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How To Make Crushed Ice

Crushed it. Now you're a professional.

By Bevvy

Among the numerous obscure and inscrutable bartending techniques out there, one of the few you might actually use on a regular basis is crushing your own ice. Whether you’re making a Mint Julep, a fancy Frozen Margarita or an Absinthe Frappé, you’re going to need a whole bunch of the stuff, and making it by hand is a surprisingly fun way to bring old-school charm to your cocktails.

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1 Using the Lewis Bag

While you can use a blender in a pinch, the secret to really great crushed ice is a tool called a Lewis bag.

Essentially, a Lewis bag is just a canvas pouch. You place the ice inside, roll up the end and whack the bejeezus out of it with a wooden mallet. What makes it useful though is the canvas material, which absorbs excess water from the surface of the ice and keeps it from sticking together in clumps. This gives you a nice, snow-like crushed ice that’s easier to work with and won’t melt nearly as quickly.

You can get a Lewis bag online for about $15, usually with a mallet included if you don’t have one. In a pinch, a clean canvas cloth or towel will work, but you want to make sure it isn’t going to leave any lint on the ice.


2 Choosing Your Ice

The best crushed ice comes from really cold, really dry ice cubes. Don’t take them out of the freezer until just before you’re ready to use them, and once you do, place them in the Lewis bag immediately.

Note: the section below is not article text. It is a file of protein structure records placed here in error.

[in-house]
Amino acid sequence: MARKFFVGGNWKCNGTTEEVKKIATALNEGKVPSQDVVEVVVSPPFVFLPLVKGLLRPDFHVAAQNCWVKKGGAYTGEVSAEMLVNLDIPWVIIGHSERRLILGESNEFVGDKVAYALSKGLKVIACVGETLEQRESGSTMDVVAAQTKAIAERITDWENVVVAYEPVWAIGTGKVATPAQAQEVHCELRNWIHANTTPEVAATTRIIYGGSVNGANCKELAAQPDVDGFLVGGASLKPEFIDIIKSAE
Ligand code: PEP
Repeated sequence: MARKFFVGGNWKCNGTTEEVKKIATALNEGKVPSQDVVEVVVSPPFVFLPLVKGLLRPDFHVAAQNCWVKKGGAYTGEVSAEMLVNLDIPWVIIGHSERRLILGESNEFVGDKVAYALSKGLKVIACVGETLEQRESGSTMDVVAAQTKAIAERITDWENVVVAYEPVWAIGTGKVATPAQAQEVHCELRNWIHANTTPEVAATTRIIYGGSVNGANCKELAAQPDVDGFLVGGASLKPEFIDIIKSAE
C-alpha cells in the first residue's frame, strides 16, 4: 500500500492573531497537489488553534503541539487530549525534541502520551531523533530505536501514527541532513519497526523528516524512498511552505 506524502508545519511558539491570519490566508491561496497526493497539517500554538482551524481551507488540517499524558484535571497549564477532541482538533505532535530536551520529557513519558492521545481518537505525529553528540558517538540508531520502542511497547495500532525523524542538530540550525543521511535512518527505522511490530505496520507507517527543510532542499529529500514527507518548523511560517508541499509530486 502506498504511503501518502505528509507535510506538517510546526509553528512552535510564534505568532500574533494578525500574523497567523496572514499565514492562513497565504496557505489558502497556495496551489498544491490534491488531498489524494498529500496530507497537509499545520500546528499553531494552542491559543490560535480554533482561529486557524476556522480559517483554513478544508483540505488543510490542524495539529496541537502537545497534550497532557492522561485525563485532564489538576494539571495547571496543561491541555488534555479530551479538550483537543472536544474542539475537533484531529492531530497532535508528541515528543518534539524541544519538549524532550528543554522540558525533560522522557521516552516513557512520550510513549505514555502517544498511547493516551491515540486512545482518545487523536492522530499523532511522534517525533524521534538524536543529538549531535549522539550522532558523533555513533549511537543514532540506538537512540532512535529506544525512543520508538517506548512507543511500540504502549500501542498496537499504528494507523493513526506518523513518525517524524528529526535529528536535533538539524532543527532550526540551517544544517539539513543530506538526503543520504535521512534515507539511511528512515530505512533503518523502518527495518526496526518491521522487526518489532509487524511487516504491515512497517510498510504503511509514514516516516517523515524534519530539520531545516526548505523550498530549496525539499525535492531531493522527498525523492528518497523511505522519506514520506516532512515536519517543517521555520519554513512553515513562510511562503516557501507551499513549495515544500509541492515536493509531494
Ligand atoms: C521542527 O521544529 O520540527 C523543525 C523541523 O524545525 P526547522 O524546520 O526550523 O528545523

It doesn’t really matter what size or shape of ice cubes you use, within reason. What’s important is that they all be roughly the same, so you get even crushing throughout.

Also, note that you’re going to need more ice than you think, so use at least half as many cubes as you’d need to fill up your glass.

3 Crushing the Ice

Once you’ve got your ice in the Lewis bag, roll up the open end and hold it shut to keep everything in place. Then, place the bag on a hard surface that can take some punishment, grab the mallet with your free hand and go to town!

For most cocktails, you don’t want to crush the ice too finely, as it’ll melt much faster. It’ll take some practice to learn what you like, but you can always open the bag and check partway through. In general, the largest chunks should be no larger than ¼ to ½ inch in diameter.

4 Using Crushed Ice

Now you’re ready to whip up a whole mess of classic and modern cocktails, from cobblers to juleps!

Most crushed ice recipes, like the Mint Julep, usually involve a multi-step process: fill the glass most of the way with ice, add the liquid ingredients, then top off with some more ice. The final product should have a mound of ice sticking out the top of the glass like a snow cone, giving it a refreshing, summery look.

 • For more crushed ice cocktail recipes, visit

About Bevvy

Bevvy is a community-focused platform that helps people discover incredible new cocktail recipes, keep up with the ever-changing world of craft spirits, and learn what to drink, what to buy, and how to make it.